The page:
(A year has passed since the 2014 World Autism Day. We suspect that the clarity and depth of knowledge about neuro-diversity still has a continuing development need across all our communities.
We publish below a review article of an event at the University of Hertfordshire, held a year ago. Jenny King FRSA ends the piece with a call for action – an opportunity to repeat and expand the work that was started at this well attended and well received regional event.
If the filmic evidence and the narrative below inspire you to engage and help, do make contact with Jenny and offer support for this important project…Ed.)
A review of an evening forum for local professionals in Health and Education held at the University of Hertfordshire April 2 2014, World Autism Day.
Aims in 2014:
- To raise awareness of the talents and needs of high functioning neuro-diverse young children.
a) the best pathway to early diagnosis and
b) the most appropriate intervention from families and educators to maximise strengths and minimise challenging behaviour.
Objectives one year on in 2015:
- To encourage Fellows to “roll out” similar events across the Country.
This unique Forum hosted by the University of Hertfordshire and the Royal Society of Arts, provided qualified practitioners in Health and Education an opportunity hear first hand information on young, high functioning neuro-diverse children and their traits and behavioural challenges. The aim was to facilitate conversation on the need to recognise the potential in the children’s often exceptional talents, and focus on their needs. The chief of these to try to clarify a pathway to early diagnosis and consequent support.
Two hundred and fifty representatives from health and education were invited: GPs Paediatricians, Health Visitors, Clinical and Educational Psychologists, Occupational Therapists, Headteachers, SENcos – Nursery and Early years Managers, Family Support Workers, Counsellors, HomeStart, and support groups working specificially for Neuro-Diverse children, including members of the Hertfordshire County Council and East and North Hertfordshire NHS Trust.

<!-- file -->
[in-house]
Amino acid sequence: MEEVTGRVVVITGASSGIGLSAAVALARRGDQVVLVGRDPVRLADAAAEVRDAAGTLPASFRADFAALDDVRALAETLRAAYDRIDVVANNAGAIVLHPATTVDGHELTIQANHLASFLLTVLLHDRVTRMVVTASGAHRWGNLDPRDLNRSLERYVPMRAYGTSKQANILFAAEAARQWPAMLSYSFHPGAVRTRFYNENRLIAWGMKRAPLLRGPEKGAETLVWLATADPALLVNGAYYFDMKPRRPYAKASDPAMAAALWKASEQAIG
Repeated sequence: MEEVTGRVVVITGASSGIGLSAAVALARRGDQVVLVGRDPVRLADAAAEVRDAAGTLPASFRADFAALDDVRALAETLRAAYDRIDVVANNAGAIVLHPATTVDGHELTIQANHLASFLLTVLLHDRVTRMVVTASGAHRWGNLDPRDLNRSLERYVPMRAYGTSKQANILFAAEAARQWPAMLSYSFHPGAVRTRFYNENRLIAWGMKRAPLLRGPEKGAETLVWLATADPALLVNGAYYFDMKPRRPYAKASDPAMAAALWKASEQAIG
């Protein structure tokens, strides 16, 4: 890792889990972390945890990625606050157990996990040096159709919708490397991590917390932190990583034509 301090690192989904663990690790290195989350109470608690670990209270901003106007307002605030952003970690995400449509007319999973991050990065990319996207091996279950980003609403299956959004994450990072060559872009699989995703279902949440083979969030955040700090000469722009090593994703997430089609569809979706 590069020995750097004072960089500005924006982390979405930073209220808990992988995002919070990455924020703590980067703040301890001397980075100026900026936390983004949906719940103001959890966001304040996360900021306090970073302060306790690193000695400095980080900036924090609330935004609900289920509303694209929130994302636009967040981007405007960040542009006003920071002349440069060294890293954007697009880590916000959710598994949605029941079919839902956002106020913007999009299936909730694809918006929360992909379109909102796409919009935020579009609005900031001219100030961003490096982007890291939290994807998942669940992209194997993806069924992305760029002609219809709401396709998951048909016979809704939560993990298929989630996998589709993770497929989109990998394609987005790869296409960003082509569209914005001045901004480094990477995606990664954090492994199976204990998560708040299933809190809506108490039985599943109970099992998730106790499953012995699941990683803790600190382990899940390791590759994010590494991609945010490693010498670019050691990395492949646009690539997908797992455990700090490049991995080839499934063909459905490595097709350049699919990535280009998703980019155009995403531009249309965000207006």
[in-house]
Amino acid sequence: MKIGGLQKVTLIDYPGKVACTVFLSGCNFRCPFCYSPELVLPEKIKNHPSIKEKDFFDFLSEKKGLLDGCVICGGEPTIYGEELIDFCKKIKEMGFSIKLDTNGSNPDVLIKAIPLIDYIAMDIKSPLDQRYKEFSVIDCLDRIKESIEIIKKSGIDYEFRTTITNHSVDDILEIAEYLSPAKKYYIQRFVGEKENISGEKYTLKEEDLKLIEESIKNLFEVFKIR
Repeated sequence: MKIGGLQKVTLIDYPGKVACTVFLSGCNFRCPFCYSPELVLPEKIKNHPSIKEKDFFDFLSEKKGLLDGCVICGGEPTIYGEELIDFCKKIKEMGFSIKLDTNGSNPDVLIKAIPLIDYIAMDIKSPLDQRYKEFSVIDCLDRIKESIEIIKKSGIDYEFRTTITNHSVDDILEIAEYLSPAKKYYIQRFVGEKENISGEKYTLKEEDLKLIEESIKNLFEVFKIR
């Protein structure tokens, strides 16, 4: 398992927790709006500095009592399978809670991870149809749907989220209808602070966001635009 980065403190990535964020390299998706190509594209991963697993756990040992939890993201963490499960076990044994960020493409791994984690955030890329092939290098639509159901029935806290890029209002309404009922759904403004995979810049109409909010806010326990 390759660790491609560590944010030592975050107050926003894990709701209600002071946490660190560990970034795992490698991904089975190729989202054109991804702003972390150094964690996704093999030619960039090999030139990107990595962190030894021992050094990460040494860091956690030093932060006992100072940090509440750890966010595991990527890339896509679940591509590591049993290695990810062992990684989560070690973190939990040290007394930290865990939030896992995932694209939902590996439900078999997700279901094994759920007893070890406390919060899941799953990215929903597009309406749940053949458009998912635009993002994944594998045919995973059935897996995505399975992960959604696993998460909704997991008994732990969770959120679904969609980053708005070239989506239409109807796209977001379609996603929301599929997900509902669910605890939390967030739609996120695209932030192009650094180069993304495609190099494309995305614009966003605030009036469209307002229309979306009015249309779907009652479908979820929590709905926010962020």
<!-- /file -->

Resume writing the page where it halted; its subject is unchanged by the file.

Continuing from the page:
Two Fellows of the RSA, Jenny King and Sue Hind Woodward, put together this event after sharing a conversation at an RSA East Herts function dinner at Hatfield House about their concerns for the lack of recognition and support for the majority of young, high functioning neuro-diverse children. Those whose extraordinary gifts and talents could ultimately change the world, but whose extreme behavioural challenges prevented their recognition and progress.
Following the best tradition of the origins of the RSA in the coffeehouses in London in the 1700s, Sue and Jenny progressed their discussions at a Costa Coffee shop at a service station on the A1(!), halfway for both, against the clamour of travellers and fruit machines etc. Not quite the same cerebral atmosphere but nonetheless the idea was developed and they parted bent on growing their conversation to reach the people who could make a difference. Sue coined the phrase “Unleashing Potential – Crucial Beginnings” which encapsulated their aims.
Some research prior to the event showed that primarily there seemed to be a lack of knowledge of the traits of neuro-diversity e.g. Autistic Spectrum, ADHD, Dyslexia, Dyspraxia, Bipolar and related difficulties. In particular even when the traits had been identified there was no clear route forwards to diagnosis. Getting help was a frustrating performance for parents trying to demonstrate that their child was challenging for a reason unconnected to their upbringing. Delays were up to two years for a first appointment with an NHS specialist.
Looking into the situation more closely it appeared that some GPs were unfamiliar with the traits of neuro-diversity and did not know where to start with a referral. Health Visitors, possibly with more involvement supporting low-functioning children with behavioural problems, tended to direct parents towards family counselling which implied failure in parental terms. Family Counsellors visited were often equally unsure about further diagnosis for the child. Some schools, already frustrated by the challenging behaviours exhibited by neuro-diverse children, were not always sympathetic and were not well informed about traits, or how to address the difficulties experienced, and the routes to follow for help.
With these discoveries, Sue and Jenny met with Lyn Bhania Senior Tutor in Education who takes a focus on Special Needs at The University of Hertfordshire. Lyn and her colleague Lewis Stockwell were invaluable in offering advice and support for the function and facilitating this at the University. Once the evening’s format was established, Jo Massie at the RSA proved invaluable in helping with administration, managing Eventbrite for ticketing etc.
Contacts were made and eminent Speakers invited on the topic, and a panel of experts to take Q & A. The University helped with their contact lists and specially designed invitations went by snail mail and email across the county. It was decided not to include parents of neuro-diverse children as owing to their frustrations and difficulties this could have brought controversy to a proceeding aimed at bridge building. Thus the event was strictly for professionals. However two of the main Speakers each had an autistic child, so parents were represented. Jenny King FRSA (a retired Headteacher with a specific interest in neuro-diversity) introduced the event with its aims and objectives.